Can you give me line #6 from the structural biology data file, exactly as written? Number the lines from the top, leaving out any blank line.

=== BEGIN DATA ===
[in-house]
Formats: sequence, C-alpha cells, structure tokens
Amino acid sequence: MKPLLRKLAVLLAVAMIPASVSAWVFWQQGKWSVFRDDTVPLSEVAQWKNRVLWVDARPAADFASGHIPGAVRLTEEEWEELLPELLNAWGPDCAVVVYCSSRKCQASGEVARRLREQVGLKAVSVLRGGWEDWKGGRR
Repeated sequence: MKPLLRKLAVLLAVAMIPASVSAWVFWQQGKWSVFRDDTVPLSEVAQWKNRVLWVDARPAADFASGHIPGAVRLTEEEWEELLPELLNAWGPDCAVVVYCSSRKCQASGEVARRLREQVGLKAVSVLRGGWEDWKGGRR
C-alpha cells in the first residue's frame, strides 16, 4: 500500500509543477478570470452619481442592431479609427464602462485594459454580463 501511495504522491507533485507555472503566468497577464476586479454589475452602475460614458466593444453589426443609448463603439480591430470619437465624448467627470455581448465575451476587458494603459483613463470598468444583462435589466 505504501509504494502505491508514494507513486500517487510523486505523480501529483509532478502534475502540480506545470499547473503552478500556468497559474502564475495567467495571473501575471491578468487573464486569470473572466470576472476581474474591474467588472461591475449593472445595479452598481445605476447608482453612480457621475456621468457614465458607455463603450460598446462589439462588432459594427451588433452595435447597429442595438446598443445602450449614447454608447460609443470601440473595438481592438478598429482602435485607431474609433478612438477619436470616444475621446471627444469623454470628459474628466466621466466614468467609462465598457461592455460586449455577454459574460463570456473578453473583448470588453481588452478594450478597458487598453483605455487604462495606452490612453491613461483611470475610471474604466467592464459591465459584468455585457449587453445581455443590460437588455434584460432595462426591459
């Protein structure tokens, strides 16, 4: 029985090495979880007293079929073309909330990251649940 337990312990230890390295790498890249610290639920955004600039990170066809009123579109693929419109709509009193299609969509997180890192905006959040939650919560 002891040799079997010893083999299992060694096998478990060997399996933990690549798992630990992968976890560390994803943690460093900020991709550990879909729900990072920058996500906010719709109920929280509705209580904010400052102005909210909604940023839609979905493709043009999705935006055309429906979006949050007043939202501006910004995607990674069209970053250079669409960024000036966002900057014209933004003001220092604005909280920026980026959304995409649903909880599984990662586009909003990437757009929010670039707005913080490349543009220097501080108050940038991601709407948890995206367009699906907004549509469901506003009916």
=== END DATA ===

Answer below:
């Protein structure tokens, strides 16, 4: 029985090495979880007293079929073309909330990251649940 337990312990230890390295790498890249610290639920955004600039990170066809009123579109693929419109709509009193299609969509997180890192905006959040939650919560 002891040799079997010893083999299992060694096998478990060997399996933990690549798992630990992968976890560390994803943690460093900020991709550990879909729900990072920058996500906010719709109920929280509705209580904010400052102005909210909604940023839609979905493709043009999705935006055309429906979006949050007043939202501006910004995607990674069209970053250079669409960024000036966002900057014209933004003001220092604005909280920026980026959304995409649903909880599984990662586009909003990437757009929010670039707005913080490349543009220097501080108050940038991601709407948890995206367009699906907004549509469901506003009916």